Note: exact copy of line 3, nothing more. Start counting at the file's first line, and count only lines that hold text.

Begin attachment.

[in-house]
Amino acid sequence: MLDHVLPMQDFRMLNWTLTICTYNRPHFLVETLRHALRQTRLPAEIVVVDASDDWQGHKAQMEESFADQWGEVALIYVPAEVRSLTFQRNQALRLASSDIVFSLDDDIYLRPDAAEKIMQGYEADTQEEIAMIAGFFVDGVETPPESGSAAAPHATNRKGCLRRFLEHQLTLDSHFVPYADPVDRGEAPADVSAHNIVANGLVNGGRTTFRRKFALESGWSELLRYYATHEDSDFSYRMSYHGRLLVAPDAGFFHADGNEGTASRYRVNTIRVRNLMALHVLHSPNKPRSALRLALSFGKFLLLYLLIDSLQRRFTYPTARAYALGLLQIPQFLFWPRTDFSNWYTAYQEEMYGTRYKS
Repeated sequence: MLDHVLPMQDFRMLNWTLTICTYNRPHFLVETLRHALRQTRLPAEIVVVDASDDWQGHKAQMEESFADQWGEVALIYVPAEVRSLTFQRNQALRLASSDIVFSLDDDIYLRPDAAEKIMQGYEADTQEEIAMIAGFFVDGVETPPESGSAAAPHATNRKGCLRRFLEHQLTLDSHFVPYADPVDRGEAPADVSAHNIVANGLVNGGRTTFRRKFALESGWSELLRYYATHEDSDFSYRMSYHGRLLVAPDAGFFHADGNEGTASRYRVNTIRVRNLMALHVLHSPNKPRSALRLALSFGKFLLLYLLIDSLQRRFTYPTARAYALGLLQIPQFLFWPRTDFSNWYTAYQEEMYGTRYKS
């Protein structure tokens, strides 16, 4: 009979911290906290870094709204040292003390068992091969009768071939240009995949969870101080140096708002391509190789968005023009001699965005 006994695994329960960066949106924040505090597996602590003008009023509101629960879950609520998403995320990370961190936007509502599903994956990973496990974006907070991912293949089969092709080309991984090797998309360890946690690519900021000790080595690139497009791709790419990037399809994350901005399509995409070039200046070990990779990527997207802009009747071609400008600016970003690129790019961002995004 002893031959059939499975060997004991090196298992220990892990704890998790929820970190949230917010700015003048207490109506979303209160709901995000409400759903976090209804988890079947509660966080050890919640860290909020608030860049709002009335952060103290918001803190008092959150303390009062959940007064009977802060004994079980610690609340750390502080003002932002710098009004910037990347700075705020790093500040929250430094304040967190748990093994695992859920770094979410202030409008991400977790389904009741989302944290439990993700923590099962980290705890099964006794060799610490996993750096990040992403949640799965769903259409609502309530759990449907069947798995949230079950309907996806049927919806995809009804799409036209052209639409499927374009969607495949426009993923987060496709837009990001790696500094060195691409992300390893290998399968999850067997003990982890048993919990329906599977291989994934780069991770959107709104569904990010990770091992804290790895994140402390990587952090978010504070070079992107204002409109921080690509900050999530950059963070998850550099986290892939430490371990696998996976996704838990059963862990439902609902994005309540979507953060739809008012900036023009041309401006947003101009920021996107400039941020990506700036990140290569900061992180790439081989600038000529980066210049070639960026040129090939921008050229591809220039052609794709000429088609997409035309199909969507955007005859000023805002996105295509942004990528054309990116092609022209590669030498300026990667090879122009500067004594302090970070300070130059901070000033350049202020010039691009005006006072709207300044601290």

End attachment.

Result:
Repeated sequence: MLDHVLPMQDFRMLNWTLTICTYNRPHFLVETLRHALRQTRLPAEIVVVDASDDWQGHKAQMEESFADQWGEVALIYVPAEVRSLTFQRNQALRLASSDIVFSLDDDIYLRPDAAEKIMQGYEADTQEEIAMIAGFFVDGVETPPESGSAAAPHATNRKGCLRRFLEHQLTLDSHFVPYADPVDRGEAPADVSAHNIVANGLVNGGRTTFRRKFALESGWSELLRYYATHEDSDFSYRMSYHGRLLVAPDAGFFHADGNEGTASRYRVNTIRVRNLMALHVLHSPNKPRSALRLALSFGKFLLLYLLIDSLQRRFTYPTARAYALGLLQIPQFLFWPRTDFSNWYTAYQEEMYGTRYKS